Asian values are very much inter-related. They all support the view of the individual as being a part of a much larger group or family, and place great importance on the well-being of the group, even at the expense of the individual. American values, on the other hand emphasize the importance of the well-being of the individual, and stresses independence and individual initiative. Although it may seem that values such as education, family, and hard work are shared between cultures, these values manifest themselves quite differently in the two cultures.

Some Asian values are so important that some of the cultures, especially the Japanese have given them names of their own, and are used commonly. Here is a list of some of the most outstanding values:

Ie (japanese) – The family as a basic unit of social organization, and as a pattern for the structure of society as a whole.

Education – The whole process of child rearing and education as a means of perpetuating society, and of attaining position within society.

Enyo (japanese) – The conscious use of silence, reserve in manner.

Han (chinese) Conformity, and the suppression of individual attriputes such as talen, anger, or wealth which might disrupt group harmony. (Chinese)

Amae (japanese) – To depend and presume upon the benevolence of others. A deep bonding in human relationships between one who is responsible for another, and one who must depend on another.

Giri (japanese) – Indebtedness, obligation and duty to others, reciprocity.

Gaman (japanese) – Endurance, sticking it out at all costs. Self-sacrifice for the sake of others.

Tui Lien (chinese) – Loss face, shame. The final standard as to how well one lives up to these values.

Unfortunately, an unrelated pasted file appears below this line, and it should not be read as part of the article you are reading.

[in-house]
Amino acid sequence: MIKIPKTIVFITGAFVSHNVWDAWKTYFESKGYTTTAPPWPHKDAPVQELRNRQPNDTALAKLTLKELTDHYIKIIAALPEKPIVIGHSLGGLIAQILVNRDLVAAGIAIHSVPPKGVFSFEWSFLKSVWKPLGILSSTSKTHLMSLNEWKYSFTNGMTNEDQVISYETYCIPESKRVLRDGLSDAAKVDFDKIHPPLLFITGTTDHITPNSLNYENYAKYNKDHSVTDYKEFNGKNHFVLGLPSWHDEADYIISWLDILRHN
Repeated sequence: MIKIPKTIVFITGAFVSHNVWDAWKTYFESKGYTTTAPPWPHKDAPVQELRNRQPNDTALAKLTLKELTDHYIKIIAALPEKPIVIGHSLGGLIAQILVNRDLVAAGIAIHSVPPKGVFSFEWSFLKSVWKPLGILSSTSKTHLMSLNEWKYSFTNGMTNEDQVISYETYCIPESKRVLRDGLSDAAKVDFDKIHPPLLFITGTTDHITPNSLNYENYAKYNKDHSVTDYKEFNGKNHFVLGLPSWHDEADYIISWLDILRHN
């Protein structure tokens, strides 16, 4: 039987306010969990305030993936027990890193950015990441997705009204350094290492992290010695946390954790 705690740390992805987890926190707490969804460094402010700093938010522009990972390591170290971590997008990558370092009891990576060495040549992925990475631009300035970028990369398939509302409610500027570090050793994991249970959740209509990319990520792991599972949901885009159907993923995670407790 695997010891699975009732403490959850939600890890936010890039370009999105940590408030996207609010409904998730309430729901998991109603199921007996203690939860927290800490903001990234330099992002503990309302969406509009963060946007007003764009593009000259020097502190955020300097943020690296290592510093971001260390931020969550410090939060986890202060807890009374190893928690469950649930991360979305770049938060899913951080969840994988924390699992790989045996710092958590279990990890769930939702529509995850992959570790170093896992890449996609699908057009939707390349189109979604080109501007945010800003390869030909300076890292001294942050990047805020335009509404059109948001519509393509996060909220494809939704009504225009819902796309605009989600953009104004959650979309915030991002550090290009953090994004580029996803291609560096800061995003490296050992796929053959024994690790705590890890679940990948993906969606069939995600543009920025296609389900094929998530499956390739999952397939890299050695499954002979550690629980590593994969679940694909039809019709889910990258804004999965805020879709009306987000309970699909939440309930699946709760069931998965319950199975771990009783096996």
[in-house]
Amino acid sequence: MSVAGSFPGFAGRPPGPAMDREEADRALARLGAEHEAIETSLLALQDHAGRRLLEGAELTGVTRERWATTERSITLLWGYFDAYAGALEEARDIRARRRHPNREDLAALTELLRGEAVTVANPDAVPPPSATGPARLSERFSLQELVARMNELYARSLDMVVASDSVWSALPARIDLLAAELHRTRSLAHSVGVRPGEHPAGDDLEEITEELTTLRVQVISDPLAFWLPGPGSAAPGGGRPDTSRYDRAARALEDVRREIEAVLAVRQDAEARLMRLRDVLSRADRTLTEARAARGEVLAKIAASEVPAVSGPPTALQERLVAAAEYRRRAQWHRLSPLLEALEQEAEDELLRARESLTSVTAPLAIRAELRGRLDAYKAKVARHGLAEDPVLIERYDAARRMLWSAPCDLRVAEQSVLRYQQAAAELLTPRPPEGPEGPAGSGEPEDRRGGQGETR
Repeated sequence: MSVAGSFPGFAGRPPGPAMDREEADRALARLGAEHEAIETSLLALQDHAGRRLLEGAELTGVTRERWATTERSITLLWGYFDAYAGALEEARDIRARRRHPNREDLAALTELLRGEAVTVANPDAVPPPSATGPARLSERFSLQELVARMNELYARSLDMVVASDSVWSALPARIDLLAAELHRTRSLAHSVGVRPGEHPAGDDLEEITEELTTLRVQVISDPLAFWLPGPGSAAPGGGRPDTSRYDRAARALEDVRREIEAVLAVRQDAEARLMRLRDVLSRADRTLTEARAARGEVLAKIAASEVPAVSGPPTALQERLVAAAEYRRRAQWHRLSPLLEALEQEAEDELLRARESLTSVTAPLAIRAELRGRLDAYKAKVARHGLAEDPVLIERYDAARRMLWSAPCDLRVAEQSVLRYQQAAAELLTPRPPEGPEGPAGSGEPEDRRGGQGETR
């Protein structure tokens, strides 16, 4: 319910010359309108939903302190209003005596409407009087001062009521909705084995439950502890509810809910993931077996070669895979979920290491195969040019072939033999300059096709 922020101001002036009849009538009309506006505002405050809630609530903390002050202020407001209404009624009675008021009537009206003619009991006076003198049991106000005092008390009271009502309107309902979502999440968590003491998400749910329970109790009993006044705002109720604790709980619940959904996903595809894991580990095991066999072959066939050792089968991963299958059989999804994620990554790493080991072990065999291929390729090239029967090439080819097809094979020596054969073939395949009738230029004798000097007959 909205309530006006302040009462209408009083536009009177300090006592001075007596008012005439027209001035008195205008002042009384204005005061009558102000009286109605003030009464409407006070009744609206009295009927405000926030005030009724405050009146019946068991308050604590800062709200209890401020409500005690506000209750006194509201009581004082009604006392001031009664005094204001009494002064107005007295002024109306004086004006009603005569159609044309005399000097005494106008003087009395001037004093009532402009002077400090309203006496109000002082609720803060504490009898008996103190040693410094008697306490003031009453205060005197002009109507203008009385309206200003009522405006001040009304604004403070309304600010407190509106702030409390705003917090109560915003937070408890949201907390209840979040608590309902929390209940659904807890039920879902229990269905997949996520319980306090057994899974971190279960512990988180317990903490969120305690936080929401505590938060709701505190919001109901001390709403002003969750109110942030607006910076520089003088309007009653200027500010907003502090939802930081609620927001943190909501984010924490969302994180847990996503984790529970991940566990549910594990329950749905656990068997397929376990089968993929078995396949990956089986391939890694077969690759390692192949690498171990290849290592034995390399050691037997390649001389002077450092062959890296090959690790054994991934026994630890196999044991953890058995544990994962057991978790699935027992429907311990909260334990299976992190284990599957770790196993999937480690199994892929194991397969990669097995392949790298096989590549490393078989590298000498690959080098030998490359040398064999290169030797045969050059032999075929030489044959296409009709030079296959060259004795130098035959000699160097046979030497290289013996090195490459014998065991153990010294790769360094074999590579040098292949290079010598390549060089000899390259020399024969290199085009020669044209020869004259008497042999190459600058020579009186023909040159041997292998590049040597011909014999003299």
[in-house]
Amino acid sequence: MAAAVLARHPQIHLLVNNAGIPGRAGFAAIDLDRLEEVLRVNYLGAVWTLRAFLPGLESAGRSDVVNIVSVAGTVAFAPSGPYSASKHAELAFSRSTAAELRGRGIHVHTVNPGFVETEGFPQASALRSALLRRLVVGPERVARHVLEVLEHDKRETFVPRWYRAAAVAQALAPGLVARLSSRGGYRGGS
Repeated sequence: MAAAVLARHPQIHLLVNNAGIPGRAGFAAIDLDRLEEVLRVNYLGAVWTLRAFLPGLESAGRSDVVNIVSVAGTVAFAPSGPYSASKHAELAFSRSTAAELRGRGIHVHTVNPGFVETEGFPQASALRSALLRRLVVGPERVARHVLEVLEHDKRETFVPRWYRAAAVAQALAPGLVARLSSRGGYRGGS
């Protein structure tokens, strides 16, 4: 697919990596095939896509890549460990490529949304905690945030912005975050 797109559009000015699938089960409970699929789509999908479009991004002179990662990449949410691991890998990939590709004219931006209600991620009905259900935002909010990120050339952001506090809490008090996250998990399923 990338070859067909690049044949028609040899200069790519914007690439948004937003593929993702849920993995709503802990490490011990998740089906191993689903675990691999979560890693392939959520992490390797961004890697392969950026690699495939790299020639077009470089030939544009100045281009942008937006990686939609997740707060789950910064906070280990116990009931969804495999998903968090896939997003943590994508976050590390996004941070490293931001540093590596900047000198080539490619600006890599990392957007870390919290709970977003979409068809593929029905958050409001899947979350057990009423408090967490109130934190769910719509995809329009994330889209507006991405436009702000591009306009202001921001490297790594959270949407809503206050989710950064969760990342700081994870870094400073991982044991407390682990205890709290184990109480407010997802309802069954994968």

Family and Education

Probaly the most notable aspect of the modern “Asian Model Minority”­stereotype is that of the academic overachiever. A number of asian students have done conspicuously well in  terms of test scores, gifted student programs, admissions to prestigious schools, academic awards, and in classical music. Though obviously not all Asians fit this pattern, this trend can be attributed primarily to the basic notion of the family, and the central role that education plays in the family.

Great importance is placed on child rearing, and education is a funda­mental aspect of this. Asian parents are more likely to spend much more time with their children, and drive them harder, sometimes even at the expense of their personal time and ambitions of the parents themselves. Though Americans might consider Asian parents to be dominating, parents in turn are expected to give children all the support they can.

While it would no be unusual for an American parent to hire a babysitter to watch the kids while they go out, or expect their children to put them­selves through college lest the parents sacrifice their own stand of living, this is much less likely in an Asian family. Living in an extended family is not unusual, and filial piety, respect for parents is a very important principle.

Unlike the youth orientation in American culture, age and position are most highly respected. The Asian family has within it a heirarchy which is a mirror of the structure of society as whole. For example, the parent child relationship is carried further on to ruler and ruled, employer and employee. Education is the most valued way of achieving position, an success in education is viewed as an act of filial piety. In imperial times, examinations were the only way to achieve position in China. Even in America, education is seen as a key to social mobility, and economic opportunity. Education for their children was a major reason why many immigrants came to America from Asia. http://www.asianweek.com/2012/04/28/introduction-to-basic-asian-values/

There is no such thing as a “model minority” and getting rid of this myth will allow educators to focus on the needs of the individual student. Still, the choice of Jay Harris to pursue a rap career should have folk asking the question of what values are being transmitted and absorbed by Black children.

Resources:

Culture of Success                                                                      http://www.cato.org/publications/commentary/culture-success

How Do Asian Students Get to the Top of the Class? http://www.greatschools.org/parenting/teaching-values/481-parenting-students-to-the-top.gs

Related:

Is there a model minority?

http://drwilda.com/2012/06/23/is-there-a-model-minority/